I can just hear most of my British readers now having a good bloke-y snort* as they read the blog header and see the title photograph. Just to explain to all of the non-Brit readers that ‘jugs’ in brit-bloke-ese is slang for breasts but only one of several other slang expressions. The actual connection here is that jugs in the USA is the usual term for what we call water canisters or jerry-cans and when i took the title picture of ‘Kira’ in Newhaven i was having problems with my jugs and nipples….that bit i will explain later.
Bare breasts by the way are a very traditional figurehead feature on sailing ships but are very rare on yachts : too much weight up front we might say !.*
Anyway, to continue the story of sailing the gaffer ‘Inanda’ down-channel and upwind all the way. After a very long day beating down channel i pulled into Newhaven harbour for a break.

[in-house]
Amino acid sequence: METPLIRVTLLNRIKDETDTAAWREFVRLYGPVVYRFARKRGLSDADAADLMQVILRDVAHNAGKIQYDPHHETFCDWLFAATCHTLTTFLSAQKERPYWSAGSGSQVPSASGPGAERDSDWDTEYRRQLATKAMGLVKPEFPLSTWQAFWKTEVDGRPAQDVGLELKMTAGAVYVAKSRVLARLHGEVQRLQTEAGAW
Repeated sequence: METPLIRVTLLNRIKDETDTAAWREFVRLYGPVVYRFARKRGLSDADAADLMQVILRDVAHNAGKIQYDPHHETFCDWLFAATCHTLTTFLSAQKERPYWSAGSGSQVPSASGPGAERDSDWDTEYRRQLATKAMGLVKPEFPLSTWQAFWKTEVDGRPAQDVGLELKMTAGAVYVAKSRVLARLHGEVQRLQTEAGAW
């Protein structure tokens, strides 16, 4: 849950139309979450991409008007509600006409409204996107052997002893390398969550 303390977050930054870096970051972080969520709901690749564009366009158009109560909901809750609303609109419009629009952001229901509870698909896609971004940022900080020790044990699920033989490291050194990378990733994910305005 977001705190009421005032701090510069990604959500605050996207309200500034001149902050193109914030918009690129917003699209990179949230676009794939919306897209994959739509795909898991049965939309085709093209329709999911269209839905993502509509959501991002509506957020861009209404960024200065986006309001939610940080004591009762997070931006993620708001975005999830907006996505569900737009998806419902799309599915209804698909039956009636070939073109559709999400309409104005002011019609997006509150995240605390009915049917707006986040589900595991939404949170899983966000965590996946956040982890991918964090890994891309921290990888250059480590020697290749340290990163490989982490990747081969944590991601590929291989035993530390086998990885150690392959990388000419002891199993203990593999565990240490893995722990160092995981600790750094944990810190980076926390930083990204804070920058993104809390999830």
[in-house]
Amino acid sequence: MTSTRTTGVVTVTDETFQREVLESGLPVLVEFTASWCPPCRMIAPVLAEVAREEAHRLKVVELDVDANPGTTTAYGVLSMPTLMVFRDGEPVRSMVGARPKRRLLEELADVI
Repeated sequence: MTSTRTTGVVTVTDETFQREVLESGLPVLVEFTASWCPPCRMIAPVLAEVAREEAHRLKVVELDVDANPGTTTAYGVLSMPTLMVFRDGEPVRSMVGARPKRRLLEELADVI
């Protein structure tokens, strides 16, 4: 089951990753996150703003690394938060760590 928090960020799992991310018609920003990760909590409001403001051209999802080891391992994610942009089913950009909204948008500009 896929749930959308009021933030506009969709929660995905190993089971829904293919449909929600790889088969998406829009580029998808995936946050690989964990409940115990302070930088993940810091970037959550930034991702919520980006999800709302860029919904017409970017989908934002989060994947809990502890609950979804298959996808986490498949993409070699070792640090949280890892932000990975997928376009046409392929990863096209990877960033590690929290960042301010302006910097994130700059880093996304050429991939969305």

In Newhaven, after the endless slog down-channel and one of my longest days at sea on this trip i found quite a lot of water in the bilge at the end of the day. I wasn’t too surprised as i had shipped quite a few green ones over the bow and later in the day had a lot of spray over the boat. Given that i had pushed her a bit too hard maybe i thought it likely that seams had worked a bit and a bit more water than usual had found its way into the boat.
When i went to fill up my day-water container from the main ‘jug’ (jerrycan) i was suprised to find it completely empty. Because of their shape i had been stowing my water jugs on their edge with the filler point uppermost but the one that should have been full was completely empty. That wasn’t a problem at all because by then i was just feet from water on tap on the visitors pontoon. It could have been a major problem on a long voyage even to lose 10 litres of precious drinking water.